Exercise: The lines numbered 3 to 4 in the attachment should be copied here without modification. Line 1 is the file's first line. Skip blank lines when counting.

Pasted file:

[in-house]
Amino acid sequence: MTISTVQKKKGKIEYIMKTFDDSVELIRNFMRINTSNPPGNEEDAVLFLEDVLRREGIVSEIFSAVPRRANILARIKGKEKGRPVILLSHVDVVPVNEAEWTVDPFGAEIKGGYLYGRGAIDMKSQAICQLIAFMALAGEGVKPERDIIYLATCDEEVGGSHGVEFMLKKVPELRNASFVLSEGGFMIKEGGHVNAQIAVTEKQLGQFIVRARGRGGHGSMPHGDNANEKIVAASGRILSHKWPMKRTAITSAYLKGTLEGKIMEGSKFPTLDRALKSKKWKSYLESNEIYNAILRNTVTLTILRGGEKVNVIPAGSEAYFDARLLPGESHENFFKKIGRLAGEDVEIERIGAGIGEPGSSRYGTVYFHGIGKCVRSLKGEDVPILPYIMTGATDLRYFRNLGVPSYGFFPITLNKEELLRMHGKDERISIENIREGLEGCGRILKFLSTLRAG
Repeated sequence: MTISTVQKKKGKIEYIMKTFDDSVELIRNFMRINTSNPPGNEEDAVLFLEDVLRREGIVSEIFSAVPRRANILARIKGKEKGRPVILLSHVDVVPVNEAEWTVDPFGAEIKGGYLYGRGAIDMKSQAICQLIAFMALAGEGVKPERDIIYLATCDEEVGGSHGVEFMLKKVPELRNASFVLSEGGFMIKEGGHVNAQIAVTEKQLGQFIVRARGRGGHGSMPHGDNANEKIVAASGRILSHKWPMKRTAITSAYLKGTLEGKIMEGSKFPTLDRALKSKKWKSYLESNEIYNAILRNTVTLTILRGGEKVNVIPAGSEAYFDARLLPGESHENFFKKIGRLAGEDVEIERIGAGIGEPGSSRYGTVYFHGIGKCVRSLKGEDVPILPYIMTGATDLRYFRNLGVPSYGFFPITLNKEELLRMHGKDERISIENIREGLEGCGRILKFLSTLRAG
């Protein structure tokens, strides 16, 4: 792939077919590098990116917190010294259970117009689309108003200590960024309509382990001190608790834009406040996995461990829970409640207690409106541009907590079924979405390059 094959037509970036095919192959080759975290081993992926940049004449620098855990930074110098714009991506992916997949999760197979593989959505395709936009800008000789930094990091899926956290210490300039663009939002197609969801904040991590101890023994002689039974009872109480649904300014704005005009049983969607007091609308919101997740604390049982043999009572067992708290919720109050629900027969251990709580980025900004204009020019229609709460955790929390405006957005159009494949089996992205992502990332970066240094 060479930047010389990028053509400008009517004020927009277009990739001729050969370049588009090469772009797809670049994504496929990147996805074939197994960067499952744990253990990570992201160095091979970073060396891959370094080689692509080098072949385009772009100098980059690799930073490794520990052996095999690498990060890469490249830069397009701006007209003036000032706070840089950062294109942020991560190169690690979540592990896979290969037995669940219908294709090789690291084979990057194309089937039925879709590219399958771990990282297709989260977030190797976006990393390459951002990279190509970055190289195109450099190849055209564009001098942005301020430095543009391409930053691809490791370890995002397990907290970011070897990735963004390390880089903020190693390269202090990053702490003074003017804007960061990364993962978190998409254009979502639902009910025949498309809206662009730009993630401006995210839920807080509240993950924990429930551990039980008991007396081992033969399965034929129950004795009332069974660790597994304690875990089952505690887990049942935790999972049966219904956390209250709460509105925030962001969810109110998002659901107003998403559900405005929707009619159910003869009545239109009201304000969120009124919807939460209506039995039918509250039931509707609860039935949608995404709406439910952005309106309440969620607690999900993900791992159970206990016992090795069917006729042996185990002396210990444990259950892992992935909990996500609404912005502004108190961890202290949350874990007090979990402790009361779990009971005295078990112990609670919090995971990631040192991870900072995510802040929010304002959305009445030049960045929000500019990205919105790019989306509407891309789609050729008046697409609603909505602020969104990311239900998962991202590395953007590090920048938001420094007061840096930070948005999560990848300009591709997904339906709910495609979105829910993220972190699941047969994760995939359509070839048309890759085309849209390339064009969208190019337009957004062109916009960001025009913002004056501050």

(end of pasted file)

Repeated sequence: MTISTVQKKKGKIEYIMKTFDDSVELIRNFMRINTSNPPGNEEDAVLFLEDVLRREGIVSEIFSAVPRRANILARIKGKEKGRPVILLSHVDVVPVNEAEWTVDPFGAEIKGGYLYGRGAIDMKSQAICQLIAFMALAGEGVKPERDIIYLATCDEEVGGSHGVEFMLKKVPELRNASFVLSEGGFMIKEGGHVNAQIAVTEKQLGQFIVRARGRGGHGSMPHGDNANEKIVAASGRILSHKWPMKRTAITSAYLKGTLEGKIMEGSKFPTLDRALKSKKWKSYLESNEIYNAILRNTVTLTILRGGEKVNVIPAGSEAYFDARLLPGESHENFFKKIGRLAGEDVEIERIGAGIGEPGSSRYGTVYFHGIGKCVRSLKGEDVPILPYIMTGATDLRYFRNLGVPSYGFFPITLNKEELLRMHGKDERISIENIREGLEGCGRILKFLSTLRAG
């Protein structure tokens, strides 16, 4: 792939077919590098990116917190010294259970117009689309108003200590960024309509382990001190608790834009406040996995461990829970409640207690409106541009907590079924979405390059 094959037509970036095919192959080759975290081993992926940049004449620098855990930074110098714009991506992916997949999760197979593989959505395709936009800008000789930094990091899926956290210490300039663009939002197609969801904040991590101890023994002689039974009872109480649904300014704005005009049983969607007091609308919101997740604390049982043999009572067992708290919720109050629900027969251990709580980025900004204009020019229609709460955790929390405006957005159009494949089996992205992502990332970066240094 060479930047010389990028053509400008009517004020927009277009990739001729050969370049588009090469772009797809670049994504496929990147996805074939197994960067499952744990253990990570992201160095091979970073060396891959370094080689692509080098072949385009772009100098980059690799930073490794520990052996095999690498990060890469490249830069397009701006007209003036000032706070840089950062294109942020991560190169690690979540592990896979290969037995669940219908294709090789690291084979990057194309089937039925879709590219399958771990990282297709989260977030190797976006990393390459951002990279190509970055190289195109450099190849055209564009001098942005301020430095543009391409930053691809490791370890995002397990907290970011070897990735963004390390880089903020190693390269202090990053702490003074003017804007960061990364993962978190998409254009979502639902009910025949498309809206662009730009993630401006995210839920807080509240993950924990429930551990039980008991007396081992033969399965034929129950004795009332069974660790597994304690875990089952505690887990049942935790999972049966219904956390209250709460509105925030962001969810109110998002659901107003998403559900405005929707009619159910003869009545239109009201304000969120009124919807939460209506039995039918509250039931509707609860039935949608995404709406439910952005309106309440969620607690999900993900791992159970206990016992090795069917006729042996185990002396210990444990259950892992992935909990996500609404912005502004108190961890202290949350874990007090979990402790009361779990009971005295078990112990609670919090995971990631040192991870900072995510802040929010304002959305009445030049960045929000500019990205919105790019989306509407891309789609050729008046697409609603909505602020969104990311239900998962991202590395953007590090920048938001420094007061840096930070948005999560990848300009591709997904339906709910495609979105829910993220972190699941047969994760995939359509070839048309890759085309849209390339064009969208190019337009957004062109916009960001025009913002004056501050």